Wake County Schools

Blog: Wake school board OKs redistricting maps, job cuts

The board voted 5-3 to approve new redistricting maps and 6-2 to cut 79 vacant positions and 95 filled positions in the school system's central office.

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Wake County Public School System
5:15 p.m. – Board votes on redistricting, job cuts

After some discussion, board members voted 5-3 in favor of the redistricting maps drawn up by the Shanahan firm. Board members Carolyn Morrison, Deborah Prickett, Chris Malone, Debra Goldman and John Tedesco voted for the maps. Keith Sutton, Kevin Hill and Dr. Anne McLaurin voted against.

The board voted 6-2 to cut 174 positions from central services with Hill and McLaurin voting against the measure. Of the positions, 95 are currently filled; the rest are vacant positions.

4:15 p.m. - Heated Discussion Over Redistricting Maps

For the first time since a public hearing on the issue the school board discussed a newly proposed voter redistricting map, and related feedback:

Attorney Kieran Shanahan started by briefly walking the board through their process again. He defended the maps Tuesday saying they are accurate, and meet constitutional requirements.

Shanahan also specifically addressed criticism by some in the Town of Knightdale.  He noted that Raleigh, Cary, and Fuquay-Varina are also all split into several districts in the proposed maps. Shanahan says splitting Knightdale into three districts made the numbers work, and was not intended to target the town, or to do anything negative.

Board member Keith Sutton asked the lawyers if it might be possible to come up with some alternative maps to address some of the concerns and offer other options.

Shanahan said while he thinks they've come up with the best possible map, following board criteria, it would be possible to create other versions if the board asks for it.

Board members Dr. Anne McLaurin and Kevin Hill echoed Sutton's concern suggesting it might be better to consider other options, especially under criticism about a lack of openness in creating the first map.

Chairman Ron Margiotta questioned the need to go back and make drastic changes at this point after all previous work and board input.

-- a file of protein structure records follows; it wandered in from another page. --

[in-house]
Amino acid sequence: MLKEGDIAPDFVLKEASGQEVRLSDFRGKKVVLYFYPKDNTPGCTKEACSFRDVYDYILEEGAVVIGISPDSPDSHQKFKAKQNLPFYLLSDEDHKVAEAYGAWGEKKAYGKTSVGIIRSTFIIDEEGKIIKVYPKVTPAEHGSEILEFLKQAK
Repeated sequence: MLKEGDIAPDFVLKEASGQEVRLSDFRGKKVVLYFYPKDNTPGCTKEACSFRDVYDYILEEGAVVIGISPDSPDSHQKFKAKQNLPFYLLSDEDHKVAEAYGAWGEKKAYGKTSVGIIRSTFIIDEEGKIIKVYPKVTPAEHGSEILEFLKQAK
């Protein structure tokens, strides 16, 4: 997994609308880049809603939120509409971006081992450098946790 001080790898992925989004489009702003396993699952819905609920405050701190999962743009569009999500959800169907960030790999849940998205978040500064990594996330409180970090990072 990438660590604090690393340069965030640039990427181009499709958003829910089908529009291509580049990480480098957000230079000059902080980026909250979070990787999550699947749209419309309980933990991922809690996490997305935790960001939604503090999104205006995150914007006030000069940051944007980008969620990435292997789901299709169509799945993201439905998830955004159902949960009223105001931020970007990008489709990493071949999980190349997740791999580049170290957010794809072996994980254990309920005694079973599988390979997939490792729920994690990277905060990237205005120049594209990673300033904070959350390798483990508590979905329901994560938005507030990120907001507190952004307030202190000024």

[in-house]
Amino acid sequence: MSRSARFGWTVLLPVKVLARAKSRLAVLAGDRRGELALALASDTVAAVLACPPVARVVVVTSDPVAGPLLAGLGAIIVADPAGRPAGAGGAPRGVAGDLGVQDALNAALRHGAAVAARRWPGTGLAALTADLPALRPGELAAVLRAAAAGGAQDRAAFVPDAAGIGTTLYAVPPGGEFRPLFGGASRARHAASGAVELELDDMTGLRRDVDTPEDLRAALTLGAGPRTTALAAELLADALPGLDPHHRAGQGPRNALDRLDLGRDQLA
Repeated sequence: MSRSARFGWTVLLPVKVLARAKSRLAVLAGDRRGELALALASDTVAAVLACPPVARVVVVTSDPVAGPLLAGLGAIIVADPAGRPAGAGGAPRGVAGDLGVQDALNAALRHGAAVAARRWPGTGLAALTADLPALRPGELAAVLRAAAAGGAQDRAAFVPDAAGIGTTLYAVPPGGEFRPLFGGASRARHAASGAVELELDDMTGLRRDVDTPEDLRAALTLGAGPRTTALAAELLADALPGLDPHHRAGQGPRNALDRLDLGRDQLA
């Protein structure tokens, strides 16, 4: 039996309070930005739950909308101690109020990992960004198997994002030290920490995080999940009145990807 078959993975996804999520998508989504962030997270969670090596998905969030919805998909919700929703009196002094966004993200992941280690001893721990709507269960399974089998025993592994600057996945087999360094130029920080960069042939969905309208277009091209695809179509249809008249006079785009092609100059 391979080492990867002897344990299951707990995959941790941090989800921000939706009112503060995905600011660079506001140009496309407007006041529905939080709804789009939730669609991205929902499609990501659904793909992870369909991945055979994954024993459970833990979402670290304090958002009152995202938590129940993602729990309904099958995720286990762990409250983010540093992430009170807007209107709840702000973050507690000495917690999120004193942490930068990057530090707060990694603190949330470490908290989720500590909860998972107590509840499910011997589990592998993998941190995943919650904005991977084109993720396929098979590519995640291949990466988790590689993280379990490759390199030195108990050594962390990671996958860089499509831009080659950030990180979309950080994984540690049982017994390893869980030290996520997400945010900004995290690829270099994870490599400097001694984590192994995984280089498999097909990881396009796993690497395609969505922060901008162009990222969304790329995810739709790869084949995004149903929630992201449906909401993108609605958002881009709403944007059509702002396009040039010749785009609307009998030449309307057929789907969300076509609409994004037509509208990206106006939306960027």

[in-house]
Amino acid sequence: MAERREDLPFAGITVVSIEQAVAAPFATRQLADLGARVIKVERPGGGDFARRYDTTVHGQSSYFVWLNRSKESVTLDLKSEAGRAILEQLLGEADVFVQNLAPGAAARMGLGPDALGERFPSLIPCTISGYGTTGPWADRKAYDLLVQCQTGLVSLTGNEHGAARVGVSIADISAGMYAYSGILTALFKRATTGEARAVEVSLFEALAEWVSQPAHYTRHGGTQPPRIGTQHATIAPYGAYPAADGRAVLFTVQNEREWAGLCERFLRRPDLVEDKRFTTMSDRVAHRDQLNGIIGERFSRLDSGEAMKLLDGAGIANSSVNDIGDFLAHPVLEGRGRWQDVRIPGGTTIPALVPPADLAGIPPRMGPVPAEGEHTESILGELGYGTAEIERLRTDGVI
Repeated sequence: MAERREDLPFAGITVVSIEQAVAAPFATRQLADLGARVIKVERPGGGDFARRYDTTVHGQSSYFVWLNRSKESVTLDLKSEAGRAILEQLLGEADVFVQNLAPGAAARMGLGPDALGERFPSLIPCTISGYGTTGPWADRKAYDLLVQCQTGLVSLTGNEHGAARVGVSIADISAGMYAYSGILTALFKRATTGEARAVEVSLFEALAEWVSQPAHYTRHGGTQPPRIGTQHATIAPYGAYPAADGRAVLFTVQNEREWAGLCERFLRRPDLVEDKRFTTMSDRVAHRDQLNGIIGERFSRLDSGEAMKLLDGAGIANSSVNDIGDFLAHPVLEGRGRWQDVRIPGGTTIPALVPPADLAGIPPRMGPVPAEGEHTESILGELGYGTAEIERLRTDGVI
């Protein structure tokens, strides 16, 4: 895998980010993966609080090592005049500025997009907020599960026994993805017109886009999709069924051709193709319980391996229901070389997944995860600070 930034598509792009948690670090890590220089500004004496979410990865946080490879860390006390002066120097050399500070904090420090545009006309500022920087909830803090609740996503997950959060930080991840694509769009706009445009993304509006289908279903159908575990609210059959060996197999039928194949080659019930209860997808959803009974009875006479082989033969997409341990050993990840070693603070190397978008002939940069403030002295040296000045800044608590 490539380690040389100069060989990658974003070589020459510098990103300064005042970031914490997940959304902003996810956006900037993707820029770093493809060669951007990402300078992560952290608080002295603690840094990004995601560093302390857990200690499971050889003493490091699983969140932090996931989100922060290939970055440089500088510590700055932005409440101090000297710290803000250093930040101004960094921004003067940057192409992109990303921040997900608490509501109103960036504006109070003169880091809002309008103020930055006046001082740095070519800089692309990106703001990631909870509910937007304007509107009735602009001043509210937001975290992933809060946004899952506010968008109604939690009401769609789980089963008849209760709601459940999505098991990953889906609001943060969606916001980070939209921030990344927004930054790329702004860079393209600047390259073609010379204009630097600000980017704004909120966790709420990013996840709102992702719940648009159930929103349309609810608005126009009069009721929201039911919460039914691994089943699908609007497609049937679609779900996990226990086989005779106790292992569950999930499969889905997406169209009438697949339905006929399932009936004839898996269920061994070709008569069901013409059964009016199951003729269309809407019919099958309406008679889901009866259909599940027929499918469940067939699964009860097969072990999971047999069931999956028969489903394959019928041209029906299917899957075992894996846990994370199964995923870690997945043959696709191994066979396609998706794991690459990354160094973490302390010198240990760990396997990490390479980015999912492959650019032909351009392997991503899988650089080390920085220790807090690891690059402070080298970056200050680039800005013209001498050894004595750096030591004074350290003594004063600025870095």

Board member Chris Malone added, “I don't know that there is anything else we can do without causing other problems. I am satisfied.” 

3:45 p.m. - Budget Cuts Mean Staff Position Cuts:

Wake County Schools Chief Business Officer David Neter recommends the the board take action tonight to eliminate 174 school positions because of sharp budget cuts. He says the cuts would impact 19 central services based secretarial positions and 155 school clerical positions.

Neter says the central service cuts would save $907 thousand and the school clerical positions (one cut from each school) would save $4.5million.

Neter also cautioned that if the final state budget comes in with education cuts higher than the five percent they planned for, it could also involve cutting custodial and teacher's assistant jobs. At this point they are not impacted.


2:00 p.m. - Wake County school board convenes

According to their agenda, the Wake County school board has two big items for Tuesday.  Board members are expected to vote on voter redistricting maps and staff cuts related to budget issues.

First, the board will be asked to take action to eliminate some central services based secretarial and school clerical positions related to budget cuts.

Next up on their agenda is voter  redistricting. It will be the board's first meeting to discuss feedback from last week's public hearing on the issue.

Only a handful of people spoke out at that meeting. Many were tied to Great Schools in Wake or the Wake County League of Women voters. The two groups have criticized the board's lack of openness in drawing new maps, and offered their own version of maps.

Great Schools in Wake requested the data used by the Shanahan law group to create the school board's version of the proposed maps. After reviewing that data the group sent a letter to board members Monday asking they delay their vote saying, "The Shanahan redistricting plan moves more voters than are necessary to balance the population in each school districts. Many of the precinct splits proposed are not needed to rebalance the districts. Further, these splits will necessitate creating multiple ballots for each polling site, adding cost and confusion for voters. Most disturbing is the fact that what you distributed for public review is both confusing and contains errors."

Prior to last week's public hearing board member Anne McLaurin also expressed concern saying, "I am concerned about it, and I hope there will be discussion about it," she said. "It changes the core business of my district, which has primarily been downtown and magnet schools."

Since last week Knightdale's mayor and a community group called Knightdale 100 have also spoke out against the proposed map.

A news release sent by that group read in part, "We are outraged that the plan splits Knightdale into 3 districts despite the #5 guiding principle that the plan should respect municipal boundaries. Our small town of 12,000 has been divided into 3 districts! We don't know why - but we have a few theories."

On Tuesday the State NAACP joined the list of groups criticizing the proposed map and asking for a delay in the vote.

A news release from Rev. William Barber reads in part, "The Shanahan Maps were developed in the dark, far from the sunlight of the required open meetings. Two Board members, Chris Malone and John Tedesco, have admitted publicly their minds are made up, and they would not be swayed by public comments on the Shanahan Maps."


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